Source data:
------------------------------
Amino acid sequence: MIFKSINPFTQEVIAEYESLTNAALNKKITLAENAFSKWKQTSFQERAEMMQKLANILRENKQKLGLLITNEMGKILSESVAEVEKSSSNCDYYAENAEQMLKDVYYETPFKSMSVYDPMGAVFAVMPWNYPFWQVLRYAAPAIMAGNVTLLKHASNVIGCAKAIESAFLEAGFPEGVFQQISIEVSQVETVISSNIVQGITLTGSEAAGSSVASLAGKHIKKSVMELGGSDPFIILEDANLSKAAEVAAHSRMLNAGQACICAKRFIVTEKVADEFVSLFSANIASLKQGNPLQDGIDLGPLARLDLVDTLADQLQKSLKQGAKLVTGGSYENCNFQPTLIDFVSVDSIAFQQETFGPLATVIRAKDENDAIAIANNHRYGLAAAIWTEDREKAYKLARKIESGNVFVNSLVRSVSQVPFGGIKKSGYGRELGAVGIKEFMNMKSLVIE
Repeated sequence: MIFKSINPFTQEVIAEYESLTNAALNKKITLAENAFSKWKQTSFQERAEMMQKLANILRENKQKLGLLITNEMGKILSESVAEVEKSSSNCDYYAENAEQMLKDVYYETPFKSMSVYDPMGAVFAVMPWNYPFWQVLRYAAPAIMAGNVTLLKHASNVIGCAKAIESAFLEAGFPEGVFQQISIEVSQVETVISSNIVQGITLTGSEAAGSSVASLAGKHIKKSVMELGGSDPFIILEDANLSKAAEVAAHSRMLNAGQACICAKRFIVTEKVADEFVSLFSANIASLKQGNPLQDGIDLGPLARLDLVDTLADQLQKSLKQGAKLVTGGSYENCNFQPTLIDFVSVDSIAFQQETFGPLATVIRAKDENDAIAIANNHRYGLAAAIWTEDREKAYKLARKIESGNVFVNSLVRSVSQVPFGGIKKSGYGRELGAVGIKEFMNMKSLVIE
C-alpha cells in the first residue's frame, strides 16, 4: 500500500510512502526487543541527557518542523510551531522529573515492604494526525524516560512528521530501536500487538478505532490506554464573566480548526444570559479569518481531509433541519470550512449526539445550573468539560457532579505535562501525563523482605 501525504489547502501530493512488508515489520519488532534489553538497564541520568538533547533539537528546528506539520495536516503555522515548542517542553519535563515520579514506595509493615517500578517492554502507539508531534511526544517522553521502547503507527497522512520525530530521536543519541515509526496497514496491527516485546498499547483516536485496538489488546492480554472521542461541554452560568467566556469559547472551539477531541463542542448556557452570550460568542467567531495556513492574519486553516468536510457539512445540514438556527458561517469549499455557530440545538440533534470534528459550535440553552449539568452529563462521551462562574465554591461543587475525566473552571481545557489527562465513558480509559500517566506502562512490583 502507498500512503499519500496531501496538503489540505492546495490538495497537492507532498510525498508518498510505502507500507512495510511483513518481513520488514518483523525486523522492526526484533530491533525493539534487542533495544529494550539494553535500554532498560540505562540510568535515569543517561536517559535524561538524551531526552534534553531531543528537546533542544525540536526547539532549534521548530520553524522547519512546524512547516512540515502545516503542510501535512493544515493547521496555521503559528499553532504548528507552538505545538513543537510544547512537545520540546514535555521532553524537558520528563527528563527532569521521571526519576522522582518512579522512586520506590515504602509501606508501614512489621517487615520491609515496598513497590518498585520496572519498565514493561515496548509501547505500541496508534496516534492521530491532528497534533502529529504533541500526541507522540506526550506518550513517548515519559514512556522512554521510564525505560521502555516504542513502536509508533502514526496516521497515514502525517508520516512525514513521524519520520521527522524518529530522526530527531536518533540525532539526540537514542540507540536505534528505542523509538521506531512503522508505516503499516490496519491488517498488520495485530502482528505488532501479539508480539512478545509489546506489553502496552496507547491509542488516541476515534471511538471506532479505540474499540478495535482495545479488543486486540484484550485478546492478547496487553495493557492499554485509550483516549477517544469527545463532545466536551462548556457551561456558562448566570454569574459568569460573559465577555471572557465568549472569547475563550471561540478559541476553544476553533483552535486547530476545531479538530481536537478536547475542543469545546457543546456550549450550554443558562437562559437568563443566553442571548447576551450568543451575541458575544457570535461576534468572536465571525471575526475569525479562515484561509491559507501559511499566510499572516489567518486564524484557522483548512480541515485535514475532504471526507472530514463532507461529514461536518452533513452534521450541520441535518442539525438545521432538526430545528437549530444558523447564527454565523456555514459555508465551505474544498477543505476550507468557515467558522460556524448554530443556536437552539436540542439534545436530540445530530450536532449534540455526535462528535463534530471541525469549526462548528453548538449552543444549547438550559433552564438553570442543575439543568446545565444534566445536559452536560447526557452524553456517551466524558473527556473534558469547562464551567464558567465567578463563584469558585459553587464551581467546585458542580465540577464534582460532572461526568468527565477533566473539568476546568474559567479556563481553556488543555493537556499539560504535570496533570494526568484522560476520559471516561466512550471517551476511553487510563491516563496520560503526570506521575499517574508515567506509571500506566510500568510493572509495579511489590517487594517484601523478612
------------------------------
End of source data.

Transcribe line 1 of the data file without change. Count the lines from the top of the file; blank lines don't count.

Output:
Amino acid sequence: MIFKSINPFTQEVIAEYESLTNAALNKKITLAENAFSKWKQTSFQERAEMMQKLANILRENKQKLGLLITNEMGKILSESVAEVEKSSSNCDYYAENAEQMLKDVYYETPFKSMSVYDPMGAVFAVMPWNYPFWQVLRYAAPAIMAGNVTLLKHASNVIGCAKAIESAFLEAGFPEGVFQQISIEVSQVETVISSNIVQGITLTGSEAAGSSVASLAGKHIKKSVMELGGSDPFIILEDANLSKAAEVAAHSRMLNAGQACICAKRFIVTEKVADEFVSLFSANIASLKQGNPLQDGIDLGPLARLDLVDTLADQLQKSLKQGAKLVTGGSYENCNFQPTLIDFVSVDSIAFQQETFGPLATVIRAKDENDAIAIANNHRYGLAAAIWTEDREKAYKLARKIESGNVFVNSLVRSVSQVPFGGIKKSGYGRELGAVGIKEFMNMKSLVIE